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  1. #1

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    Plastic body and big lens - can it break the lens mount?

    I wonder if this has ever happened in actual use....

    Some 35mm bodies are made of metal, either brass or in more recent years magnesium alloys. Some are made out of poly-carbonate (ie. plastic). Some of my lenses are quite heavy, such as 70-200 f/2.8 VRII. If it is on a tripod, the tripod is mounted to the lens not the camera. But I hand-hold these a lot, that means when not in use, they hang off of a camera body which in turn has a strap which hangs from my shoulder.

    Does the lens mount ever break as a result of weight or momentum? I can see how it can break if there is an impact, but that's not what I'm thinking about. In usual and common use, the combination hanging from shoulder and gently swinging, would it?
    Develop, stop, fix.... wait.... where's my film?

  2. #2

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    You can buy sling straps which connect to the tripod mount on the lens, if you're especially worried.

    I've never trusted the small number of cameras out there with plastic lens mounts for this reason. Lenses with a plastic mount, fine (providing that they're light enough). But all of my SLRs have metal from tripod mount to lens mount, even if the top and baseplates are plastic.
    Matt

  3. #3

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    yes
    * Just because your eyes are closed, doesn't mean the lights in the darkroom are off. *
    * When the film you put in the camera is worth more than the camera you put the film in... *
    * When I started using 8x10, it amazed me how many shots were close to the car. *

  4. #4

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    I just tied a string between the body and the lens so if it breaks, the lens won't fall to the ground.
    Develop, stop, fix.... wait.... where's my film?

  5. #5
    Steve Smith's Avatar
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    Even with all metal cameras and lenses, if I have a large lens mounted, I will carry it by the lens and hold the lens with my left hand whilst using it.

    Metal is not immune to breaking and with a big enough lens, could be more prone to disform permanently than polycarbonate which can move a bit then go back to its original shape.

    Just use a bit of common sense in handling and you shouldn't have any problems whatever the lens mount or body is made from.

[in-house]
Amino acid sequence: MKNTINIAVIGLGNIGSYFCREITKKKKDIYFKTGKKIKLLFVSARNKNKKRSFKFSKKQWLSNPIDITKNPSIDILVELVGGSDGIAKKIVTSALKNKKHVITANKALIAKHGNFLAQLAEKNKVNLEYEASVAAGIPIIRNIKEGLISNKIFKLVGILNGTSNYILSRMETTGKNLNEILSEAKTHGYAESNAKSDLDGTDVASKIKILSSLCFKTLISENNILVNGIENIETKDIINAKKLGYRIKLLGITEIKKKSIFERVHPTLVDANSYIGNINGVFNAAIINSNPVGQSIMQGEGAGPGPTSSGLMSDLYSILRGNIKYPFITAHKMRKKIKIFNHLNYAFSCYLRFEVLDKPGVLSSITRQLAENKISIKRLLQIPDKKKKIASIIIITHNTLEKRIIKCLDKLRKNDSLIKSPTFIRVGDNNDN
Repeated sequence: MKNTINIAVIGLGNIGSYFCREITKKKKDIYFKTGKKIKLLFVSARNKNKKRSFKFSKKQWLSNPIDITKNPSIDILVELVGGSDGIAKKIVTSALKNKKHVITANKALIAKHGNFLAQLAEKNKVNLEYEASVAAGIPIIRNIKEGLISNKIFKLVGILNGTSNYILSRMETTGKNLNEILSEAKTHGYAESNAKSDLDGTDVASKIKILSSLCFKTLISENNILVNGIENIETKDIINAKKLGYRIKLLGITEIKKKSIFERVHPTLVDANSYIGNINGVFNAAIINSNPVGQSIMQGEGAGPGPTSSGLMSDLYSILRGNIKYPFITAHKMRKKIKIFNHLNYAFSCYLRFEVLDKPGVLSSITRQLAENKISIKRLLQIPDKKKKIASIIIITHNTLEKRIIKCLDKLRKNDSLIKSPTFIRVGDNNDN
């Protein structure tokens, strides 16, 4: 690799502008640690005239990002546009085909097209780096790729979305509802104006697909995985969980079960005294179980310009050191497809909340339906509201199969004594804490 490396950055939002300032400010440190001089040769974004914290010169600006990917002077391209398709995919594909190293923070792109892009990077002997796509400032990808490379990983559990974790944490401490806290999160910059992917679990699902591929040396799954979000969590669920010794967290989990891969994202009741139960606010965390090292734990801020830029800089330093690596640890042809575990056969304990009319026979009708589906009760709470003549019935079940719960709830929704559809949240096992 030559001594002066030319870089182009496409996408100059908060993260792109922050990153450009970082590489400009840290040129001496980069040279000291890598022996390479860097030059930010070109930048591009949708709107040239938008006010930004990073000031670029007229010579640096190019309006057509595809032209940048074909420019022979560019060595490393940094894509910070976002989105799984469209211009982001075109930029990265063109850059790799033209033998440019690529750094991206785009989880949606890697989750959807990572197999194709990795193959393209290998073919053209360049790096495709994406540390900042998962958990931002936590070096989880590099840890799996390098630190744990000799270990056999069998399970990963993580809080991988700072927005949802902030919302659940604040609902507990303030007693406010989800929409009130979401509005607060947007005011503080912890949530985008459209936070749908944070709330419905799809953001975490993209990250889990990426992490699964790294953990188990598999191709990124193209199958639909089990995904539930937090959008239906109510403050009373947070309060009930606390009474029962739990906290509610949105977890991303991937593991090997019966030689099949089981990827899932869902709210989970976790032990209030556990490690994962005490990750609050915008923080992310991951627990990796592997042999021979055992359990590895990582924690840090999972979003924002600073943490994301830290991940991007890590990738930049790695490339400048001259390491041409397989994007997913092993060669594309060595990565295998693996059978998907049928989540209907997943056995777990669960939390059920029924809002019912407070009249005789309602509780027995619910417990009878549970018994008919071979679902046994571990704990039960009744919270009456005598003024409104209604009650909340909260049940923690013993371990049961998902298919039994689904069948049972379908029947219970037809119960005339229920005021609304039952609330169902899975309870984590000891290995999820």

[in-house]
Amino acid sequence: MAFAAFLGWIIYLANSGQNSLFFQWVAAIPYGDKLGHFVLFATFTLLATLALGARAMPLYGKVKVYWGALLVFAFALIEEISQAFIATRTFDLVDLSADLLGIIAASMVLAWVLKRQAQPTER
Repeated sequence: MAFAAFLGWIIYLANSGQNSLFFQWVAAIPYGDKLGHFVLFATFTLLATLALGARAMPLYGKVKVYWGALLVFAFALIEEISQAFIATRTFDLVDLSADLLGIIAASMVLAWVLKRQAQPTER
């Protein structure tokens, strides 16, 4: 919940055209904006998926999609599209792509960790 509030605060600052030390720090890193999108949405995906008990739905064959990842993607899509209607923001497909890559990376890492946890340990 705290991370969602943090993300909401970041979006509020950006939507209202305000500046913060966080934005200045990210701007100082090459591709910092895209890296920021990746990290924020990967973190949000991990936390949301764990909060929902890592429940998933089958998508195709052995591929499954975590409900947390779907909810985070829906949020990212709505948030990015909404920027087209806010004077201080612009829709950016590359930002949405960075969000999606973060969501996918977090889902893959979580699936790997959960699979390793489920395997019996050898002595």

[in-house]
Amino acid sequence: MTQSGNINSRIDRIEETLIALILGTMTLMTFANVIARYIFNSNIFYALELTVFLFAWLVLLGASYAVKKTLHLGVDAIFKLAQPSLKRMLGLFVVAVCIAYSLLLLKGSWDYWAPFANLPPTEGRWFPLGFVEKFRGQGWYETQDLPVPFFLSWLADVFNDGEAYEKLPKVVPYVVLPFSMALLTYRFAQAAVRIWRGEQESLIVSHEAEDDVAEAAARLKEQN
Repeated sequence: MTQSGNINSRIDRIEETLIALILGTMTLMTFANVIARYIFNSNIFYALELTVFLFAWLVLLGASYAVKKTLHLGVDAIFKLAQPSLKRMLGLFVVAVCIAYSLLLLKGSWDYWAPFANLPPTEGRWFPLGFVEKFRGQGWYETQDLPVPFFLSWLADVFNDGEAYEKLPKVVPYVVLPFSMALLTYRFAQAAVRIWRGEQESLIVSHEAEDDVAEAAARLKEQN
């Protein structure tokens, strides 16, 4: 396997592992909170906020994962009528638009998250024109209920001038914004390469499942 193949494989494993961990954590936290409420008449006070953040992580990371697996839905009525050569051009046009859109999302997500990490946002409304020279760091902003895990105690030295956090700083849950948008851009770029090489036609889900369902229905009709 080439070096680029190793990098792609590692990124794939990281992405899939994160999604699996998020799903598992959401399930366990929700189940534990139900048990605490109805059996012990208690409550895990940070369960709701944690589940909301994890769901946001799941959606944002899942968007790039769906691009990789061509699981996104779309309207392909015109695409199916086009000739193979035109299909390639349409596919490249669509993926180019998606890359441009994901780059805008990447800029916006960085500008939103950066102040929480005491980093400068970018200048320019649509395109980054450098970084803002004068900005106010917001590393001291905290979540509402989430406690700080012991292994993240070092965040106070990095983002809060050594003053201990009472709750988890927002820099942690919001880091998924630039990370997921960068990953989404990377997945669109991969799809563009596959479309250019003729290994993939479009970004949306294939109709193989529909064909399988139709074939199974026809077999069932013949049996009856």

Steve..
    "People who say things won't work are a dime a dozen. People who figure out how to make things work are worth a fortune" - Dave Rat.

  6. #6
    jp498's Avatar
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    I have a 300/2.8 that fits this description. I have a separate strap on the lenses tripod ring. When wearing/lugging the combo, that's the strap I use. I'd do it with a plastic camera or a metal one...

  7. #7
    fstop's Avatar
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    Poly carbonate frames are stronger than the nickel plated brass bayonets attached to them...
    APUG: F, F/FTN,F2,F2A,F2AS,F3,F3HP,FA,FE,FM,FM2,FE2,XK,XM,XD, XD-5,XD-7,XD-11,XE,XE-5,XE-7,SRT101,SRT102,XG9,XG7,XG1,XG-SE,XG-M,X700,OM-1,OM-1n,OM-2,OM-2n,OM-4,F-1,F-1N,AE-1P,R5,500C/M,SCII
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  8. #8
    AgX
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    Quote Originally Posted by tkamiya View Post
    Does the lens mount ever break as a result of weight or momentum? I can see how it can break if there is an impact, but that's not what I'm thinking about. In usual and common use, the combination hanging from shoulder and gently swinging, would it?
    At least hanging from your neck or swinging around, there will be (practically) no momemtum (torque) at the bayonet, which would otherwise easily deliever relatively large stress.
    However, fixing the camera (not the lens) to the tripod and turning the lens up or down would be the worst case scenario.
    Last edited by AgX; 10-05-2012 at 07:28 PM. Click to view previous post history.

  9. #9
    Mainecoonmaniac's Avatar
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    Super heavy lenses have the tripod mounts on the lens.
    "Photography, like surfing, is an infinite process, a constantly evolving exploration of life."
    Aaron Chang



 

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